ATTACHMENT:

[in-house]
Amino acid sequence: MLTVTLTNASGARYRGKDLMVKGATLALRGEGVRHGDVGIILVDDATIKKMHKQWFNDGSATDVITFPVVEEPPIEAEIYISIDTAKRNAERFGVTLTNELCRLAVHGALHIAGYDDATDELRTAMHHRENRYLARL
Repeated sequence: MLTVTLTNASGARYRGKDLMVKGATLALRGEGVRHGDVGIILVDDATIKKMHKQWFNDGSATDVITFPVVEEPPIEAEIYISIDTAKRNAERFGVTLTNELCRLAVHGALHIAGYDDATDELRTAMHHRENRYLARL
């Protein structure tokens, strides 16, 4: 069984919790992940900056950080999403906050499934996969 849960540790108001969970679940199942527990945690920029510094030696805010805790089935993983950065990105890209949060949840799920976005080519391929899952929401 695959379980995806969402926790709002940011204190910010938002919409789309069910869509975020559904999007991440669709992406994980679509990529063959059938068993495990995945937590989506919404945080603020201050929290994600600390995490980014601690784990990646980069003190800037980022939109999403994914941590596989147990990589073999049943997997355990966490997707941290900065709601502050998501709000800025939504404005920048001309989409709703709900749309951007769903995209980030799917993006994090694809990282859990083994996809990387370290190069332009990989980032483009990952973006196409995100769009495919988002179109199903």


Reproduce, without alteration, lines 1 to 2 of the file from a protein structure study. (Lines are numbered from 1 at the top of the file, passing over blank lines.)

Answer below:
[in-house]
Amino acid sequence: MLTVTLTNASGARYRGKDLMVKGATLALRGEGVRHGDVGIILVDDATIKKMHKQWFNDGSATDVITFPVVEEPPIEAEIYISIDTAKRNAERFGVTLTNELCRLAVHGALHIAGYDDATDELRTAMHHRENRYLARL